With the outhouse gone, we discovered it had been cradled in the lovely remnant of the burned out trunk of an old growth redwood, the mother of the four huge trees now forming a circle around her. I have subsequently cleared out masses of dead branches from the circle, and now when I look out my office window or out the new bathroom window, the scene is inspiring and inviting. Yesterday I looked up from writing and saw a doe and her two fawns exploring the newly liberated space.

We also excised forty shoes surrounding one of the massive trees adjacent to the outhouse. Filled with dirt, these shoes were once home to non-descript succulents, their desiccated remains tangled in the rotting leather and nylon. Tennis shoes, work boots, walking shoes, loafers, cowboy boots, bedroom slippers; these forty rotting pieces of footwear were a small portion of the several hundred such shoes the previous owners of our property deployed around shrubs and trees, and to line walkways. We hope the forty outhouse shoes were the last of the unsightly buggers, but something tells me there are more dirt-filled shoes lurking on the premises.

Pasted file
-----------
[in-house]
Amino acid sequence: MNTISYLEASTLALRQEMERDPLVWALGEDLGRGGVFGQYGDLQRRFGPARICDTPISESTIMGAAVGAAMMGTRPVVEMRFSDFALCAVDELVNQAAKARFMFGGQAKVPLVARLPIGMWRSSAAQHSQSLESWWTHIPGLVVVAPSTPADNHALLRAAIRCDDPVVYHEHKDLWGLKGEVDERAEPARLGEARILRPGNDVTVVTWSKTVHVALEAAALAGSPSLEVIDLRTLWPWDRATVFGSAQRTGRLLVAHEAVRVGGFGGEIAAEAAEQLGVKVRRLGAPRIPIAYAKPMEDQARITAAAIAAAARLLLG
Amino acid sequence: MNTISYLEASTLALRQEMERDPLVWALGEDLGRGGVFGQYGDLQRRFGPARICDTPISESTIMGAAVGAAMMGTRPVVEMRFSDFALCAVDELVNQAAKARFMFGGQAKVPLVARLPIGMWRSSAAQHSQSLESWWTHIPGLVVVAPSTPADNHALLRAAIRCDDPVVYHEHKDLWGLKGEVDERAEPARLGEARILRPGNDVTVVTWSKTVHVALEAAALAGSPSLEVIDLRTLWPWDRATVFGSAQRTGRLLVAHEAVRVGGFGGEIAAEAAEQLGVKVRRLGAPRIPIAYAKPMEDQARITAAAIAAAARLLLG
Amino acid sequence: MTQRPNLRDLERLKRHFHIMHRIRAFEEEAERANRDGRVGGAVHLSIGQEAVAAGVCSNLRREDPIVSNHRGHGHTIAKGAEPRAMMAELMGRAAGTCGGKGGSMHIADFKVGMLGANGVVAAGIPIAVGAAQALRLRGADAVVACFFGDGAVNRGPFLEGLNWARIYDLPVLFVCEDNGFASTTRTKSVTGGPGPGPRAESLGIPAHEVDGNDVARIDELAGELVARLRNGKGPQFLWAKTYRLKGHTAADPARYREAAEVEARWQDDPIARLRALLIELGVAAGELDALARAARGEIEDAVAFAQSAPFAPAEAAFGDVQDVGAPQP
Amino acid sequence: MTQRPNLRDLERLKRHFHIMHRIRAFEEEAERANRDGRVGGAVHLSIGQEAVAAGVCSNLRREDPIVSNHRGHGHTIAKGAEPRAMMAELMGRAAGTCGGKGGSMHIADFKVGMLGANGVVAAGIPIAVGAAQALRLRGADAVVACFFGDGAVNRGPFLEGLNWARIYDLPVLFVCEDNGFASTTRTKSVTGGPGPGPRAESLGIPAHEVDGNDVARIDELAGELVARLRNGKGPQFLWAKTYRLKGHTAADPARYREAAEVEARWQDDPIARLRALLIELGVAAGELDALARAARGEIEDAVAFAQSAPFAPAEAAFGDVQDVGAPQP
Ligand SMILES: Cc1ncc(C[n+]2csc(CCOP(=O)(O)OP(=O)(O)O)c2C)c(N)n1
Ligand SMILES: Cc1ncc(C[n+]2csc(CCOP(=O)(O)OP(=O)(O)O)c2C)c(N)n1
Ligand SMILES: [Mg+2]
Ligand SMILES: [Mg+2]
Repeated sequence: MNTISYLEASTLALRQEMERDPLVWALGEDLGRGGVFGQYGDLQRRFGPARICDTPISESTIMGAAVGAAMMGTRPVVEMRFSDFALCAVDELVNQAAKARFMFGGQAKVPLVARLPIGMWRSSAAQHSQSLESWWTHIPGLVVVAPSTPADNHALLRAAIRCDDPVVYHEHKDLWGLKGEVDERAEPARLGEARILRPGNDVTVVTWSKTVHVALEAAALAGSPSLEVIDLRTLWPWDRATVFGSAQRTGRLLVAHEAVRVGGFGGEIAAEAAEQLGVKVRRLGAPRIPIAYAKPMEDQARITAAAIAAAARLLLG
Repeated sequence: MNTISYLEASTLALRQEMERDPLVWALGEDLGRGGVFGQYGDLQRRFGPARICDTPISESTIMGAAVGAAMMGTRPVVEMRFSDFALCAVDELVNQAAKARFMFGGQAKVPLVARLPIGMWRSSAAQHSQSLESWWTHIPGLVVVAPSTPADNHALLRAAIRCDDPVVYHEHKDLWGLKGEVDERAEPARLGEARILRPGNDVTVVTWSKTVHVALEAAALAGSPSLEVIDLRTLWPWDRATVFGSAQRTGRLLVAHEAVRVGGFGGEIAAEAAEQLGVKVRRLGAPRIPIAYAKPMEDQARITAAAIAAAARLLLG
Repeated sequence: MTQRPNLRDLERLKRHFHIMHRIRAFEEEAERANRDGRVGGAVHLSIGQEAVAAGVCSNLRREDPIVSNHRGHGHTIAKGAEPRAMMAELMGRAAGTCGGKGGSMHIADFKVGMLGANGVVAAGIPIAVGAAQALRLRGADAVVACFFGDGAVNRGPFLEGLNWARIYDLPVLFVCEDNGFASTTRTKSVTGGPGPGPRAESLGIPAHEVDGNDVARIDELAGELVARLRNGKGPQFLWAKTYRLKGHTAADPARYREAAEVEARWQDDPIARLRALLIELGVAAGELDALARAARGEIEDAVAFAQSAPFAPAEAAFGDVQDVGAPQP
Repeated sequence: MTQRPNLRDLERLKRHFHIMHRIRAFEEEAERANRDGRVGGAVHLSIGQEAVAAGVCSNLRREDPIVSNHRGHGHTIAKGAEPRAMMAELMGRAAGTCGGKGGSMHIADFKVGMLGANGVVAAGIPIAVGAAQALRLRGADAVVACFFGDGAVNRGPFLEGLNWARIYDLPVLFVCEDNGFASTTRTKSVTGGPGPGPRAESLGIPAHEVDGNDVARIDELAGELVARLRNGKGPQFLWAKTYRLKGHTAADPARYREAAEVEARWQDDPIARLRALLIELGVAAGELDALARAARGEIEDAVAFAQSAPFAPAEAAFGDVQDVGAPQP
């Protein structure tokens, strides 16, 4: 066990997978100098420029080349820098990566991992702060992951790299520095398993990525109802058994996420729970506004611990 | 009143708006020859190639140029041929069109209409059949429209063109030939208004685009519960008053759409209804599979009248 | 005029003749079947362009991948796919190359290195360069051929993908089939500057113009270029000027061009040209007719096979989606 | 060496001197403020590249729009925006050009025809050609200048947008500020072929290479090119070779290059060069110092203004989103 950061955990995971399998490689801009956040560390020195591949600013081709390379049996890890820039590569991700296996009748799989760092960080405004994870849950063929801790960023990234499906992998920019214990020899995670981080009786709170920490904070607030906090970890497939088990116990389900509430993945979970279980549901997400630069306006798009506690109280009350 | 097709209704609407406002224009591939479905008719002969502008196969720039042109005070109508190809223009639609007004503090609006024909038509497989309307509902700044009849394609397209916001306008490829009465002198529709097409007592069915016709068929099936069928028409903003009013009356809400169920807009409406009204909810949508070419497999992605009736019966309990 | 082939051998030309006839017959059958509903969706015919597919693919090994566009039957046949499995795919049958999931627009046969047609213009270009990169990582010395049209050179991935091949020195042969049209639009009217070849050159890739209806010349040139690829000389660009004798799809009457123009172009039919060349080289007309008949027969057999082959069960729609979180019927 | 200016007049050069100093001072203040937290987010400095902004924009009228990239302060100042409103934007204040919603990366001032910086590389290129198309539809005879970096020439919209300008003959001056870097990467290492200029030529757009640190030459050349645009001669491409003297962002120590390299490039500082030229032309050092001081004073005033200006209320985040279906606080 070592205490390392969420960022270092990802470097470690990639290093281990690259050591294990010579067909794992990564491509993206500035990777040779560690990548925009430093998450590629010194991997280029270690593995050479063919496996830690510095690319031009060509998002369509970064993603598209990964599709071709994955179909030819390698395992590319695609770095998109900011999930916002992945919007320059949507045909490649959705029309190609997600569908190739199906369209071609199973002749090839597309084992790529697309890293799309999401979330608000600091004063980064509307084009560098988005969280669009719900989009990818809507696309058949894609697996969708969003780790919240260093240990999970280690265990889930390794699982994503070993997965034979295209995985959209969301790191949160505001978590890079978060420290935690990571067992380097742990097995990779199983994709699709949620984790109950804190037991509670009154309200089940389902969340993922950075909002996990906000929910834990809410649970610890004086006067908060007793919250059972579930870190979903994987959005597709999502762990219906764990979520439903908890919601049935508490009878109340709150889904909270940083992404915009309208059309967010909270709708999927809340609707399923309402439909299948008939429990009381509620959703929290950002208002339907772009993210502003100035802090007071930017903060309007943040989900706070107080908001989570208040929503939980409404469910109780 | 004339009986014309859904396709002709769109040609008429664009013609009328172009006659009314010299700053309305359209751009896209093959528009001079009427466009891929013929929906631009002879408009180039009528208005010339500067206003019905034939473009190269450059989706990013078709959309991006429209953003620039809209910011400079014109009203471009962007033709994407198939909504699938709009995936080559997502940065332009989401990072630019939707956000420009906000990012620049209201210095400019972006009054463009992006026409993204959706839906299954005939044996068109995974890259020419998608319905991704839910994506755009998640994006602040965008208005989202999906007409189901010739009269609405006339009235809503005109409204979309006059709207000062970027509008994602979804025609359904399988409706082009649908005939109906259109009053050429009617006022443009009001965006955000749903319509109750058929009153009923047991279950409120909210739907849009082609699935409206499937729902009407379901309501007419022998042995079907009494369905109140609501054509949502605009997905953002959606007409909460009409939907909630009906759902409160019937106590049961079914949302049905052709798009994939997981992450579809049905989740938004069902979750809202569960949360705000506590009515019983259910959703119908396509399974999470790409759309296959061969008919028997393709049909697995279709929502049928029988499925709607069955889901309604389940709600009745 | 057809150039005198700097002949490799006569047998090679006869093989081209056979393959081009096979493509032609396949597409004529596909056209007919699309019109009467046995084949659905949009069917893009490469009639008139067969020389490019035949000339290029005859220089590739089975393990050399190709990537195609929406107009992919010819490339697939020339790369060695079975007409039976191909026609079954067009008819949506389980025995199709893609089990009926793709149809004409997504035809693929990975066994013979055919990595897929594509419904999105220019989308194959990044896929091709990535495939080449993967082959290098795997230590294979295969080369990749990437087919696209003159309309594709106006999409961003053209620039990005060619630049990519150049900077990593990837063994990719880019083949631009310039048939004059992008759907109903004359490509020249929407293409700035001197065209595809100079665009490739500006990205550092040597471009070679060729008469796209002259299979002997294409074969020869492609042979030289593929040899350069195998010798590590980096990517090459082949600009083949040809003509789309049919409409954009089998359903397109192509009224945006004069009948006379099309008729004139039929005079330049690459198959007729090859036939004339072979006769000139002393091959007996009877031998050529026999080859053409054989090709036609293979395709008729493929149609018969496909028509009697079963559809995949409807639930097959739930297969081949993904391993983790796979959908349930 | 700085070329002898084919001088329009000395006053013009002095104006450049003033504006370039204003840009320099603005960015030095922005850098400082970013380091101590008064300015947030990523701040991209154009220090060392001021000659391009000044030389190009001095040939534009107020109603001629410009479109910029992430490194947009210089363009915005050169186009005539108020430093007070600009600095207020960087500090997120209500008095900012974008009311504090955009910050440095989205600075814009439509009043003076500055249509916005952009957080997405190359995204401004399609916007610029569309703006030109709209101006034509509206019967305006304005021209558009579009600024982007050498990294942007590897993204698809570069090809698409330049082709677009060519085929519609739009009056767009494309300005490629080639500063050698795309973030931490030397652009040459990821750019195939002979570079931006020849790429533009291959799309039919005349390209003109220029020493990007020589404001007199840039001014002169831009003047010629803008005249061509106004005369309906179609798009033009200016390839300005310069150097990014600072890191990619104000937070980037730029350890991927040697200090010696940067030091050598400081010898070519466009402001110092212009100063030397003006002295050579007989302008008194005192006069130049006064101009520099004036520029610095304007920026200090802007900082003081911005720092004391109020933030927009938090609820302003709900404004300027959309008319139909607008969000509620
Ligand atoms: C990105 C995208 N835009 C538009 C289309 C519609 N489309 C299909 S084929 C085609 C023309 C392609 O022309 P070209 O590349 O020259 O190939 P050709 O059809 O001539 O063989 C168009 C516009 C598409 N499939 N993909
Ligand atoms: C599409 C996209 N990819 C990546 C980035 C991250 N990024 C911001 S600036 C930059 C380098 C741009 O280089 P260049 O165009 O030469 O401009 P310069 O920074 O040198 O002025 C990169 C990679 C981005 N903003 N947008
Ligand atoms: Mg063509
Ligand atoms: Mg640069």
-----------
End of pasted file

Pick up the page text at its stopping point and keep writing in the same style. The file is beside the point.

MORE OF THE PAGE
The previous owners also left behind seventeen large wooden birdhouses sitting atop posts scattered around the property. Some of the houses were a few feet off the ground, and some were as high as seven feet off the ground. No view from anywhere on our land was free of one or more of these birdhouses. These multi-story homes, featuring porches and shingled roofs, bird mansions really, were rotting and falling apart when we arrived, and when I dismantled them, I found they were filled with the nests of rats, not birds. Many of the mansions held spent packages of D-Con, an edible rat poison, and, yes, I found rat carcasses, too.